In case there have been no sales returns, discounts, or allowances on sales, then the gross sale equates to net sales.
Nevertheless, the gross margin formula is expressed below:
Gross Margin = (Total Revenue – Cost of Goods Sold) / Total Revenue
Or, it could also be written as Gross Margin = Gross Profit / Total Revenue
Gross margin is always denoted in percentage terms.
Example: The income statement of Maruti Suzuki India Limited showed a total revenue amount and cost of revenue of Rs.85,45,73,000 and Rs.64,14,37,000 respectively on 30th March 2019.
Therefore, its gross profit would be Rs. 21,31,36,000 (854573000 – 641437000).
Ergo, the gross margin rate of Maruti Suzuki for the Financial Year 2018 – 19 was 0.2494 or 25% (approx.)
Gross margin percentage, as mentioned previously, defines the relationship between a company’s gross profit and its net sales or total revenue. For instance, as per the above case of Maruti Suzuki, the company was able to retain Rs.0.24 from each rupee of profit generated in FY 2018 – 19.
As a result, for shareholders and investors, gross margin acts as an indicator of a company’s financial health. It provides insight into how efficiently a company is managing its costs of production of goods or rendering of services and how well it can sell the same.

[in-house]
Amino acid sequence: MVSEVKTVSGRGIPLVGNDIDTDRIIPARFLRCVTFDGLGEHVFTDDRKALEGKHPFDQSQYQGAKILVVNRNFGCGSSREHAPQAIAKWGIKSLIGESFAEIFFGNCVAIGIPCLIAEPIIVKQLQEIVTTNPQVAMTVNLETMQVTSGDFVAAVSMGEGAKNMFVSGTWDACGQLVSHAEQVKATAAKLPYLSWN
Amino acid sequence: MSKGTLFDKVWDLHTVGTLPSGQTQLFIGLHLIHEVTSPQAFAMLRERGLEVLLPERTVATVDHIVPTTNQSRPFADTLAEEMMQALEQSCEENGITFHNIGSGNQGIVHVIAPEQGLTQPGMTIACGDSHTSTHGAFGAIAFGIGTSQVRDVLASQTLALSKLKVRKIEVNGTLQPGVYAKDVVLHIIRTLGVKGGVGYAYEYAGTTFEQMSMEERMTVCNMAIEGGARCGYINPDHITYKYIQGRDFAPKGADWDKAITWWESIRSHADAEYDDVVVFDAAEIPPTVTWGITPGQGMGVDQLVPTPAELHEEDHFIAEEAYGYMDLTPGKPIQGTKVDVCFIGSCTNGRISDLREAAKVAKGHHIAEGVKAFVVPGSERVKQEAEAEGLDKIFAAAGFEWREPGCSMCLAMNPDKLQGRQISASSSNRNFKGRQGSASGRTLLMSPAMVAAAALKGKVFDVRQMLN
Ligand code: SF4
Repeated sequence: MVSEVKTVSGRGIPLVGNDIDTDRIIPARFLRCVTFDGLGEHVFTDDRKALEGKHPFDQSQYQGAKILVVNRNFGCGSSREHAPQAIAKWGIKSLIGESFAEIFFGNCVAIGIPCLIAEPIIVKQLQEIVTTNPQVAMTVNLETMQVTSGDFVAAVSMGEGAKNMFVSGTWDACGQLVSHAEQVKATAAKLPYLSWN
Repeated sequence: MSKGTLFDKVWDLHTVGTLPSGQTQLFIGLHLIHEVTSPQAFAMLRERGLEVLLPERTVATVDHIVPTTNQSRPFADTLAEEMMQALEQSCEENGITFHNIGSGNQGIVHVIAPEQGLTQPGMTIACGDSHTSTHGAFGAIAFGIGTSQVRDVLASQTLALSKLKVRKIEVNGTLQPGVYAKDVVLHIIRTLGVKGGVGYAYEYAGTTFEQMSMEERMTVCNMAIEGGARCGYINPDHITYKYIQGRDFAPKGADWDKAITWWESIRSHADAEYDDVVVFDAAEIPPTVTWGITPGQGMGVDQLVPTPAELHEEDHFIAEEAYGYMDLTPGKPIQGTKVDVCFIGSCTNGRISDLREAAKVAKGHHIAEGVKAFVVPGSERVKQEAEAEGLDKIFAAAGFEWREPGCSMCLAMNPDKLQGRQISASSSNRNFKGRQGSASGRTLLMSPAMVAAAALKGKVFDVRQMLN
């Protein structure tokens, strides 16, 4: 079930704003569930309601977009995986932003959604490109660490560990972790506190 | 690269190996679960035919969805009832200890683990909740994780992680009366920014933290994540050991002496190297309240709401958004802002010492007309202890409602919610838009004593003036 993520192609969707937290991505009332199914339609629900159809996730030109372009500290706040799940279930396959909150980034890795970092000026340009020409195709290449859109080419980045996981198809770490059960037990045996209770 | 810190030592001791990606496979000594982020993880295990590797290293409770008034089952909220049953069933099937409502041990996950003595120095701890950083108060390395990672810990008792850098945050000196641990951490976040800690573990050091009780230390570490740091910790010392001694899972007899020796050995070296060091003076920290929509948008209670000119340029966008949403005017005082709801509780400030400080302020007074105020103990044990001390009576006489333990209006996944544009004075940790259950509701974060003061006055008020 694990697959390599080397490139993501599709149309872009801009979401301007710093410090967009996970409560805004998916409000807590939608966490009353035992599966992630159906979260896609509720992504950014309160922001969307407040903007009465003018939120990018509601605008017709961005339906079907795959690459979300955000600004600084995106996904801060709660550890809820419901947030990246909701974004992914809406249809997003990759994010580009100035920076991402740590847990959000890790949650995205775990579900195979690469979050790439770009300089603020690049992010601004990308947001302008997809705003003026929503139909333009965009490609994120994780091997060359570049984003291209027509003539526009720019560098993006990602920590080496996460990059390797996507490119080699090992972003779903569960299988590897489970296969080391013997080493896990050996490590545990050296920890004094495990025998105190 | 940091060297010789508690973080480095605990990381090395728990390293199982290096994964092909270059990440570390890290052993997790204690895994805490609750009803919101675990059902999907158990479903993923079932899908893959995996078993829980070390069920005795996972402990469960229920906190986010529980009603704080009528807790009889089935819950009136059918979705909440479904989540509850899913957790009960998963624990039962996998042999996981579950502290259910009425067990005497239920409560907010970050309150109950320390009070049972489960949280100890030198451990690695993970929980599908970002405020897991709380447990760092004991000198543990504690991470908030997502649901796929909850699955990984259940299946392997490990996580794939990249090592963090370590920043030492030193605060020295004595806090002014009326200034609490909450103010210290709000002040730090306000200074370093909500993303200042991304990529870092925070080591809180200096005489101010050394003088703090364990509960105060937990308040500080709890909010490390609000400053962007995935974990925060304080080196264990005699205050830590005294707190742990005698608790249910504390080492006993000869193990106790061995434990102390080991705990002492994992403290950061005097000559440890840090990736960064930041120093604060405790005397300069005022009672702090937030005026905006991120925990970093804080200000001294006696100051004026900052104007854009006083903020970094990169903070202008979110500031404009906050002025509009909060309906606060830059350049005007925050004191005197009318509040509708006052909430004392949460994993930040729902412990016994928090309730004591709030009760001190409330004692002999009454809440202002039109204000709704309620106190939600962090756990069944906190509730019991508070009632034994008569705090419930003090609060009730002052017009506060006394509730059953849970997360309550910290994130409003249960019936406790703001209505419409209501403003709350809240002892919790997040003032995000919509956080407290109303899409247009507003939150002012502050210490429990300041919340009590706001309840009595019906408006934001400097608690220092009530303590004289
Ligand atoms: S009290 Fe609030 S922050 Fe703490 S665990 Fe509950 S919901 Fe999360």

Such inferences are crucial to investors when gauging a company for investment purposes. The more a company can retain from its revenues, the more it can invest in developmental endeavours. Such healthy prospects tend to encourage investors’ confidence that, in turn, results in increasing share prices.
Studying gross margin across periods can also facilitate an understanding of a company’s financial footing over time. That is also a determining factor for investors.
Let’s take the example of Maruti Suzuki Private Limited for three fiscal years. Its gross profit and total revenue are mentioned in the table below.
|Particulars||Financial Year 2016 – 17 (Rs.)||Financial Year 2017 – 18 (Rs.)||Financial Year 2018 – 19 (Rs.)|
Gross margin for FY 16 – 17 = (165710000 / 676610000) = 24.49%
Gross margin for FY 17 – 18 = (203322000 / 791818000) = 25.68%